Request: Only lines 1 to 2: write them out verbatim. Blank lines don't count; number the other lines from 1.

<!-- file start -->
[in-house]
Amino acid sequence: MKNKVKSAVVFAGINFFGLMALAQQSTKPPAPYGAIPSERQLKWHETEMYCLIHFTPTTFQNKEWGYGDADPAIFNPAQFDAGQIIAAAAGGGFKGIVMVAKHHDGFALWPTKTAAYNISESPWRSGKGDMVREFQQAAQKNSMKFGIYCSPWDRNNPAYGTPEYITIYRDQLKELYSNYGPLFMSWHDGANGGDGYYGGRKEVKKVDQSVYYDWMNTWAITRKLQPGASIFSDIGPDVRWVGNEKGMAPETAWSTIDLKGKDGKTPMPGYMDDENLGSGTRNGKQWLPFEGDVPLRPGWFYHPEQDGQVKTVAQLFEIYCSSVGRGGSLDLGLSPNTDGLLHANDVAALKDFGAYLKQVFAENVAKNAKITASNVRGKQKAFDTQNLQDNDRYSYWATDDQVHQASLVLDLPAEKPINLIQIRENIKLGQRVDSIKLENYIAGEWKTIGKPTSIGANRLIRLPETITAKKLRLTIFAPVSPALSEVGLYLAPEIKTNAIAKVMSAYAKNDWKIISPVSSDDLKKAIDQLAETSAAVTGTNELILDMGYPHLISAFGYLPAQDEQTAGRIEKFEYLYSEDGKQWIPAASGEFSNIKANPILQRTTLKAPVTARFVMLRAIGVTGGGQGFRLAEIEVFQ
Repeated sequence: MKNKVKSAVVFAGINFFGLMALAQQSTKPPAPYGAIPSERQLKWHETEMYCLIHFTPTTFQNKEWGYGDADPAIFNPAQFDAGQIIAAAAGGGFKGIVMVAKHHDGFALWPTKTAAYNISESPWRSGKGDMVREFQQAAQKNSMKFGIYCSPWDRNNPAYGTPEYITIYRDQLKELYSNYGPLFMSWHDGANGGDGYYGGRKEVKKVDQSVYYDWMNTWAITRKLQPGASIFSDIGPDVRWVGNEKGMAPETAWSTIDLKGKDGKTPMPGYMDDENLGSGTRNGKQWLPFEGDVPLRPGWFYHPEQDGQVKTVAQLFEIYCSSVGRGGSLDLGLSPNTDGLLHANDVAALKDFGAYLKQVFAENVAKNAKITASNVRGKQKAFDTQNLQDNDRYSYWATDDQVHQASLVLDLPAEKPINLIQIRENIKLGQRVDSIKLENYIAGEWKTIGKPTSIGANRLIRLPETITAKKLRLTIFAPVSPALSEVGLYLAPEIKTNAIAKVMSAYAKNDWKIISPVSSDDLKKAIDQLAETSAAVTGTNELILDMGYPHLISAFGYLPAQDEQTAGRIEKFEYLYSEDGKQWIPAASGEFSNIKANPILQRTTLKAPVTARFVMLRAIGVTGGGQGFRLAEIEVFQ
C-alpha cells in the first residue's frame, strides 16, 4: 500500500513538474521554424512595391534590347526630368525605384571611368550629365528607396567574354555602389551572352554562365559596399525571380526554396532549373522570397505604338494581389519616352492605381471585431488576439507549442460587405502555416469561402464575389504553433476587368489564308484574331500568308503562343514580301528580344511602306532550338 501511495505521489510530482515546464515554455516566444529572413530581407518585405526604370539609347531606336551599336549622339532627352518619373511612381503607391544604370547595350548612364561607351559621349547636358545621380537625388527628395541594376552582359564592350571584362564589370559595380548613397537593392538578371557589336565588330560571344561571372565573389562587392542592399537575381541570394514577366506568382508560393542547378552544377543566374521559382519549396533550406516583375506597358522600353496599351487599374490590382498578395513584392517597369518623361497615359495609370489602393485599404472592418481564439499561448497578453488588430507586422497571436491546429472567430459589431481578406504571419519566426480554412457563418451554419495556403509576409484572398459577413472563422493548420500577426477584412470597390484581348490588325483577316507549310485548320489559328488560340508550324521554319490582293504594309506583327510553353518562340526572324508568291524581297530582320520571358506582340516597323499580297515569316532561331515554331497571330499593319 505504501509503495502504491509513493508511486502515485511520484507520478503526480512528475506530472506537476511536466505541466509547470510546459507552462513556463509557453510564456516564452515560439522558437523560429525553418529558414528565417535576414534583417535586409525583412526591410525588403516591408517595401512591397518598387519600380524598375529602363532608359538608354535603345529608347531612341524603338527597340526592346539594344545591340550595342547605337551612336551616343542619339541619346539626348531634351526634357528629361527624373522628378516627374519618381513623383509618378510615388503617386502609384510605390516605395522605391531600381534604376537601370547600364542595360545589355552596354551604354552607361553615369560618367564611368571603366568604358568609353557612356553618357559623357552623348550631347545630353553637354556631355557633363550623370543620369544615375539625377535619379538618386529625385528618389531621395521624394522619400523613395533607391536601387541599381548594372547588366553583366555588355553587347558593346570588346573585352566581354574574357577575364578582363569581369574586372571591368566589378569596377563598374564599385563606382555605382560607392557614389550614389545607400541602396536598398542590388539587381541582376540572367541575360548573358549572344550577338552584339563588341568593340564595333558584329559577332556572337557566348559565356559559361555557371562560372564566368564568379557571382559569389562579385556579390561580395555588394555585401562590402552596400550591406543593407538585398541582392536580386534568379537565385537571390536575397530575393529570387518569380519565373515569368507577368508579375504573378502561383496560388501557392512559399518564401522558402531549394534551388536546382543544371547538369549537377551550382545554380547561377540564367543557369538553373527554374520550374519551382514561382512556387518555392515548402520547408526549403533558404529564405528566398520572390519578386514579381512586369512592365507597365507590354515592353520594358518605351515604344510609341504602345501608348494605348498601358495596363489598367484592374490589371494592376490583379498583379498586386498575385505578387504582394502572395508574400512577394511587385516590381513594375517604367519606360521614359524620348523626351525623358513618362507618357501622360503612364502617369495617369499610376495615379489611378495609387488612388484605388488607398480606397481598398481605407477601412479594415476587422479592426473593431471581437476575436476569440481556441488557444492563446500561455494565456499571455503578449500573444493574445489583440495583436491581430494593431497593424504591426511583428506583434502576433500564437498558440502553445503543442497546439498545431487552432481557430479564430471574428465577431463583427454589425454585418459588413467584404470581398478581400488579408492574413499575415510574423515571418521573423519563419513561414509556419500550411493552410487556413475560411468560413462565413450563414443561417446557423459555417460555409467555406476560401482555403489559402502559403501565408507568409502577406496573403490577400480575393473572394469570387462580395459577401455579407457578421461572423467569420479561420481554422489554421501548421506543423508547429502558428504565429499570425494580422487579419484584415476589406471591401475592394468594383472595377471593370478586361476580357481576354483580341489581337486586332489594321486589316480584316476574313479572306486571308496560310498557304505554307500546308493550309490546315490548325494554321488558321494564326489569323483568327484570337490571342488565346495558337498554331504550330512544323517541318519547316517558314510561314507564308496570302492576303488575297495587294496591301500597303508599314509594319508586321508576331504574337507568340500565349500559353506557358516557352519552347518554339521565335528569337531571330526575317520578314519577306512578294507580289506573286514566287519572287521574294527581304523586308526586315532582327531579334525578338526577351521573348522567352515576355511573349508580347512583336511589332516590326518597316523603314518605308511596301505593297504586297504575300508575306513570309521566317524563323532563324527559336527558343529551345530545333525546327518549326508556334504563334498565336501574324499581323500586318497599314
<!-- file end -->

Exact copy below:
[in-house]
Amino acid sequence: MKNKVKSAVVFAGINFFGLMALAQQSTKPPAPYGAIPSERQLKWHETEMYCLIHFTPTTFQNKEWGYGDADPAIFNPAQFDAGQIIAAAAGGGFKGIVMVAKHHDGFALWPTKTAAYNISESPWRSGKGDMVREFQQAAQKNSMKFGIYCSPWDRNNPAYGTPEYITIYRDQLKELYSNYGPLFMSWHDGANGGDGYYGGRKEVKKVDQSVYYDWMNTWAITRKLQPGASIFSDIGPDVRWVGNEKGMAPETAWSTIDLKGKDGKTPMPGYMDDENLGSGTRNGKQWLPFEGDVPLRPGWFYHPEQDGQVKTVAQLFEIYCSSVGRGGSLDLGLSPNTDGLLHANDVAALKDFGAYLKQVFAENVAKNAKITASNVRGKQKAFDTQNLQDNDRYSYWATDDQVHQASLVLDLPAEKPINLIQIRENIKLGQRVDSIKLENYIAGEWKTIGKPTSIGANRLIRLPETITAKKLRLTIFAPVSPALSEVGLYLAPEIKTNAIAKVMSAYAKNDWKIISPVSSDDLKKAIDQLAETSAAVTGTNELILDMGYPHLISAFGYLPAQDEQTAGRIEKFEYLYSEDGKQWIPAASGEFSNIKANPILQRTTLKAPVTARFVMLRAIGVTGGGQGFRLAEIEVFQ